Strong Critic: Look, I don’t see how Christians can claim to know what good and evil are. You guys came down on the wrong side of slavery, women, and now homosexuality. Your definition of good and evil is totally crazy.
Me: You raise a good point, and I could explain what was going on if you want. But yes, I do think that the Christian definition of good and evil is the only one that makes sense. I’d like to compare it with yours.
Strong Critic: You have a quick explanation for all that? I find that hard to believe.
Me: Sure. The earliest Christians freed slaves. The first kingdoms to abolish slavery did so because of Christian influence: France, Hungary, England, Iceland, the Netherlands, and the Scandanavian countries. Western Europe got back into the slavery game because they took over Muslim slave ports in West Africa. Christians then re-abolished slavery (like Wilberforce in Britain), and it took longer in the U.S. because American Christians were simple-minded.
Strong Critic: I’ve not heard that history before. But what about all those Bible references about slavery? It’s right there in the Ten Commandments: ‘Do not covet your neighbor’s slave…’?
Me: The kind of slavery that was practiced in the Old Testament was self-indentured servitude to either make money through a contract of labor or pay off debts for a very limited time. That is obvious when you look at two verses. In Exodus 21:16, people could not be kidnapped into slavery or forced into it. And in Deuteronomy 23:15 – 16, slaves can run away at any time and the Israelites were commanded by God to help the runaway run away and settle anywhere he likes. If ‘slaves’ can run away at any time, then that means this type of ‘slavery’ was voluntary. So I understand why Americans would have strong feelings about slavery, but you’ve really been misinformed about what the Bible says about it. Slavery in the Bible didn’t mean the same thing as slavery in the U.S. Just because you know a word doesn’t mean you know the meaning. Do you know what the phrase, ‘I’m mad about my flat’ means?
Strong Critic: Doesn’t it mean you’re upset about a flat tire?
Me: If I’m an American, yes. But if I’m a Brit, in London, it could mean that I’m happy about my apartment.
Strong Critic: I get it. The word ‘slavery’ here doesn’t mean the same thing as the word ‘slavery’ there. Otherwise we fall into the word-thing fallacy. Look, I just think that what is ‘good’ has to start from the individual, not from some God or some book.
Me: So the more freedom you have, the better?
Strong Critic: Yes.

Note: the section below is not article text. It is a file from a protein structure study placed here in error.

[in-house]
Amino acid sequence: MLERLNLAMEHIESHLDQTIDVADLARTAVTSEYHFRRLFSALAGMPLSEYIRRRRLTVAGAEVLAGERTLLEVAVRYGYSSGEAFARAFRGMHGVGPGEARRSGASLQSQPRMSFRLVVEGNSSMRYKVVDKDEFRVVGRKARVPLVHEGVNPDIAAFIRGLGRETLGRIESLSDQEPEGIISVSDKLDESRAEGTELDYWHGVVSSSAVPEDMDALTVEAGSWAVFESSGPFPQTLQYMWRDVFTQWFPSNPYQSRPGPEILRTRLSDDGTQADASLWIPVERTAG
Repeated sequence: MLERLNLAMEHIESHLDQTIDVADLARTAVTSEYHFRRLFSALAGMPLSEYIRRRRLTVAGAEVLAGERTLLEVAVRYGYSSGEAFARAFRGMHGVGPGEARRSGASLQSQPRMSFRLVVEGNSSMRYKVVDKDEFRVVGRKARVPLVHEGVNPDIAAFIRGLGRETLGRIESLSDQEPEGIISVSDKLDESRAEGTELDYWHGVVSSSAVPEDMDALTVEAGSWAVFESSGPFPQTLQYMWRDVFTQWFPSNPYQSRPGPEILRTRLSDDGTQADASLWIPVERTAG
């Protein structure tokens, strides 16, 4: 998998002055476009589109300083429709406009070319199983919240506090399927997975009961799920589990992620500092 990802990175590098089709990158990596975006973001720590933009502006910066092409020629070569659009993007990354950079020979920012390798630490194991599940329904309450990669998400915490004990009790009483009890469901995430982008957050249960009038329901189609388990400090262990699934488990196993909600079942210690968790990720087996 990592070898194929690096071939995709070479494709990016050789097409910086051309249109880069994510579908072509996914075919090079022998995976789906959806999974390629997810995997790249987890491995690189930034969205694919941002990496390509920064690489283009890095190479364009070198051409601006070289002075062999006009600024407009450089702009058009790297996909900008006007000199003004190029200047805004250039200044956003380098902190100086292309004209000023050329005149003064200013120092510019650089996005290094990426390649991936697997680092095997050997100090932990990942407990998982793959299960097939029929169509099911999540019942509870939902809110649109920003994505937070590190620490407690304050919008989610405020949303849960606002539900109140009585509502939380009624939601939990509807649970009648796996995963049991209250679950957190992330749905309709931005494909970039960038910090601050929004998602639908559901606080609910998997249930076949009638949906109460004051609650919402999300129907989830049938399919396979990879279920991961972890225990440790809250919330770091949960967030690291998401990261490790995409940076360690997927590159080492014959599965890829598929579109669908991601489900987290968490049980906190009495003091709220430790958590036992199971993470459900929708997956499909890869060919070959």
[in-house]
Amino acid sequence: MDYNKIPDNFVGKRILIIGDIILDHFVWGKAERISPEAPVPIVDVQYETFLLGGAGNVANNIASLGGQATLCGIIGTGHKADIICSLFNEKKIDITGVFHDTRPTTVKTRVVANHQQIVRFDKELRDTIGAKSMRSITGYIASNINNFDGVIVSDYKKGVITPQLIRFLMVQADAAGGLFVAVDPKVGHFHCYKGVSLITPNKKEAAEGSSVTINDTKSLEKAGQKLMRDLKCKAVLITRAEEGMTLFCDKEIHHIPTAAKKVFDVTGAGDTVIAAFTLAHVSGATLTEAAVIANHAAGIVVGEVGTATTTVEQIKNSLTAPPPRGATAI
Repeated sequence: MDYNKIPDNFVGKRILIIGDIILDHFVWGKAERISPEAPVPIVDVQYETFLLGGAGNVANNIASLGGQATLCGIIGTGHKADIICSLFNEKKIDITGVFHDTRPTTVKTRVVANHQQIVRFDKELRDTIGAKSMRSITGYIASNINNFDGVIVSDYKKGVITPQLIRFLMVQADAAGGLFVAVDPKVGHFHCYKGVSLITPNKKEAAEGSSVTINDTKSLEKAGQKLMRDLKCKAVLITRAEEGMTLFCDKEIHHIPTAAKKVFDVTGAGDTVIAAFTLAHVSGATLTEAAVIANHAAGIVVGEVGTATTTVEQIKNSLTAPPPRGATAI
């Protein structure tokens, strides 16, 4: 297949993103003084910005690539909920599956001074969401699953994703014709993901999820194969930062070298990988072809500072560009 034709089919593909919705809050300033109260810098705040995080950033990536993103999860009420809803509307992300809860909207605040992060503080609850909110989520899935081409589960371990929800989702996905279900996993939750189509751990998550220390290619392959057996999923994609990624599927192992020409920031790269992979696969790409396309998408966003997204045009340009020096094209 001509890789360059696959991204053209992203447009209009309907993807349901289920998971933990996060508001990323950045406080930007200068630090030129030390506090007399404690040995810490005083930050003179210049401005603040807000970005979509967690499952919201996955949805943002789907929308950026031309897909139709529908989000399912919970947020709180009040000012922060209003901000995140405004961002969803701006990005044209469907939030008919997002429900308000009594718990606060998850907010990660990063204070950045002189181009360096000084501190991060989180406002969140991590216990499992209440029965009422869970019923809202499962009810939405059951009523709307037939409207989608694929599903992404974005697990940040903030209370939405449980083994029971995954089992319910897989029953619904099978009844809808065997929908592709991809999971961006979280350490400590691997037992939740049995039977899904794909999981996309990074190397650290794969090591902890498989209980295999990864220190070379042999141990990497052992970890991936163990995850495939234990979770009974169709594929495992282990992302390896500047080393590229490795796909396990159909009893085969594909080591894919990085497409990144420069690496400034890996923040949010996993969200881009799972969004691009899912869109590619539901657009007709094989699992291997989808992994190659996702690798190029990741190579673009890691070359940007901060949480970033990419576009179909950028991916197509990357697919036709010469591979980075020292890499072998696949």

Me: So when my dad was an alcoholic, was he doing what was ‘good’ for him?
Strong Critic: No, he was destroying himself.
Me: You’re right, and not just himself. So you’re actually saying that you have to be good before you can be properly free. Goodness is different from freedom and more important than freedom and comes before freedom. So the question is still where does your definition of good and evil come from?
Strong Critic: Can’t we just say that it’s just obvious?
Me: No, it’s not obvious. My mom really does not like the fact that I live in a lower income, black neighborhood. She’s basically an atheist, so she thinks that by living in not the best school district, that I’m doing something morally wrong to my children. But my wife and I do this because we believe in Jesus, and are trying to live out his care for the vulnerable, and teaching our kids something morally valuable. My point is that you actually can’t start with your own definition of good and evil, and evaluate someone else by it, because that’s just intellectually lazy. You want to lob arrows at the Christian sense of good and evil from within your own castle of good and evil, but you actually don’t know what good and evil are. You have no foundation for it.
Strong Critic: I see what you mean.
Me: So if you’re going to say no to Christian faith, you have to explore why it might be true, regardless of what your prior commitments to a ‘good’ and an ‘evil’ are. You have to look at the historical evidence for Jesus, and his resurrection to give us a new humanity.
 For a more extensive summary of how Christians dealt with slavery in the first millennium and a half, primarily in Europe, see Mako A. Nagasawa, Slavery in Christianity: First to Fifteenth Centuries, see www.nagasawafamily.org/article-slavery-&-christianity-1st-to-15th-centuries.pdf.
 For more information and a treatment of every Scripture related to biblical slavery, see Mako A. Nagasawa, Slavery in the Bible and Slavery Today, www.nagasawafamily.org/article-slavery-in-the-bible.pdf.